Fighting Words: Working-Class Formation, Collective Action, and Discourse in Early Nineteenth-Century England

(Cornell University Press, 1990)

  • Choice Outstanding Academic Title selection
  • Vivianna Zelizer Award for Best Book in Economic Sociology, Economic Sociology Section of the American Sociological Assocation (ASA), 2017
  • “Honorable Mention” for the 2000 Barrington Moore Prize of the Comparative-Historical Sociology Section of the American Sociological Association (ASA), 2000.


Anna Clark, University of North Carolina, Charlotte

“Fighting Words represents an original and important contribution to debates about class in the nineteenth century and to the theoretical debates currently raging between those with materialist and linguistic perspectives.”



“An important new addition to the literature on work, class, and economic and social history.”


Michael Dintenfass, Journal of Modern History 

“The inversion of the textual and the structural is the predominant tendency of the powerful school of social history and historical sociology whose impressive dimensions and stimulating factiousness can be appreciated in Steinberg’s excellent bibliography. Fighting Words reveals its author to be one of the most accomplished students of this academy.”


Michael Huberman, Dept. of History, University of Montreal, Industrial and Labor Relations Review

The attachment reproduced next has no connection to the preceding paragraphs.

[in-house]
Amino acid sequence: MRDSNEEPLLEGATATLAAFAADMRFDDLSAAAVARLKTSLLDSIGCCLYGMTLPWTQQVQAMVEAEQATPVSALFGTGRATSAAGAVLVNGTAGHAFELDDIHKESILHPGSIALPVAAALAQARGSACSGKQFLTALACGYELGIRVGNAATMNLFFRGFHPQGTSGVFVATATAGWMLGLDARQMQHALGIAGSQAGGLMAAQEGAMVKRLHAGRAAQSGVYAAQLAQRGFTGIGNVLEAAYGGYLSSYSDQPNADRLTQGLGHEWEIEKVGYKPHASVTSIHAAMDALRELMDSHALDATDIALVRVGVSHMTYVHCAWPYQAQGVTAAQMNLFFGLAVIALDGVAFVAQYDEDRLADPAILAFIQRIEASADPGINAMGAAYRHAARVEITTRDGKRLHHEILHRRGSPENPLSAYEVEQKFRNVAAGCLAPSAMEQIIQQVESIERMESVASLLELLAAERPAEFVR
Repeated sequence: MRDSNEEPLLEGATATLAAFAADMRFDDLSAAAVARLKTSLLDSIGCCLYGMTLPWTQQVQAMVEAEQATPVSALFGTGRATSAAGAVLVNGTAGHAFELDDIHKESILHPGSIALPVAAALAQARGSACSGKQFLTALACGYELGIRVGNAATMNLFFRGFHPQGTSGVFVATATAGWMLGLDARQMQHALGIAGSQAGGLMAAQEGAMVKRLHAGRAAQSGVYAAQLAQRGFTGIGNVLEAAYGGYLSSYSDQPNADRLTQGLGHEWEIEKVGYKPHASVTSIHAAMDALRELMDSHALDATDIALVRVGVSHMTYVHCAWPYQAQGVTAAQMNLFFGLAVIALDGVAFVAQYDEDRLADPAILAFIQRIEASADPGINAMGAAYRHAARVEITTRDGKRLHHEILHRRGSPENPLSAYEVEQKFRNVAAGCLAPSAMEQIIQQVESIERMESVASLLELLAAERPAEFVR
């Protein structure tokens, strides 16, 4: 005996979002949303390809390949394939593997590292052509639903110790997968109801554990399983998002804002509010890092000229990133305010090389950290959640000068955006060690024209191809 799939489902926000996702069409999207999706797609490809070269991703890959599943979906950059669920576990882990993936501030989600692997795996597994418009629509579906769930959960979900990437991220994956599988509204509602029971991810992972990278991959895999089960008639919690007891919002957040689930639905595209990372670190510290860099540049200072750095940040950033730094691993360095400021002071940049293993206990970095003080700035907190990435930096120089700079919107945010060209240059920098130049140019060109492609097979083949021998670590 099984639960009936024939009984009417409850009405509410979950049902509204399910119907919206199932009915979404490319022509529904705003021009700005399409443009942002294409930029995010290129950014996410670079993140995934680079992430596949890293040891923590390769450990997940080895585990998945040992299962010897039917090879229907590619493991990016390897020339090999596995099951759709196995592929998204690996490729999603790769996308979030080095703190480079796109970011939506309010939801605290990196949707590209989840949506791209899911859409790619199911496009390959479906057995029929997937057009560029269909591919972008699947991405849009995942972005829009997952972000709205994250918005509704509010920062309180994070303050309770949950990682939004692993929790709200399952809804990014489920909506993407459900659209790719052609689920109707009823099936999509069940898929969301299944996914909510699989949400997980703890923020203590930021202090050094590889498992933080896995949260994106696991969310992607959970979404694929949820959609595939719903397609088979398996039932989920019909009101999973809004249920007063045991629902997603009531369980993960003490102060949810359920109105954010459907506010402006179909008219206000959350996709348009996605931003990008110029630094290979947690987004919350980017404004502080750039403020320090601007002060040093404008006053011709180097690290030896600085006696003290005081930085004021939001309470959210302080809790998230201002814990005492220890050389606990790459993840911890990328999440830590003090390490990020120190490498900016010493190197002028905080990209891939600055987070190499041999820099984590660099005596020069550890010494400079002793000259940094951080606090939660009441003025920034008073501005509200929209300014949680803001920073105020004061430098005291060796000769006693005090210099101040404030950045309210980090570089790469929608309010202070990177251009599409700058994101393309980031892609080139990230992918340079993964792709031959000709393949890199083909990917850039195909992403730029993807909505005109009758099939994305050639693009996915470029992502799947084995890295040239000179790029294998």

“An ambitious book….well presented and documented….”


William A. Gamson, Contemporary Sociology

“In the end, this is a deeply satisfying book. The arid and antiquated debates between materialist and idealist approaches disappear in a perspective that examines how material conditions and their discursive representations interact in a dynamic system of social life. The social life is brought alive in the concrete, historically embedded history of that time and place. What more could one ask?”


Colin Barker, Mobilization

“Marc Steinberg has written a splendid and important book. It is rich, argumentative, and necessary…. Steinberg has opened a door to a new landscape of questions, where social movement scholars will wander in future with excitement and with new puzzles.”


Miles Taylor, English Historical Review

“Sophisticated…. The author argues his case with passion.”


Philip Harling, American Journal of Sociology

“Steinberg effectively carries out the broadest task that he sets for himself in this perceptive and carefully researched book: to show the ways in which material and discursive processes work together in the shaping of consciousness.”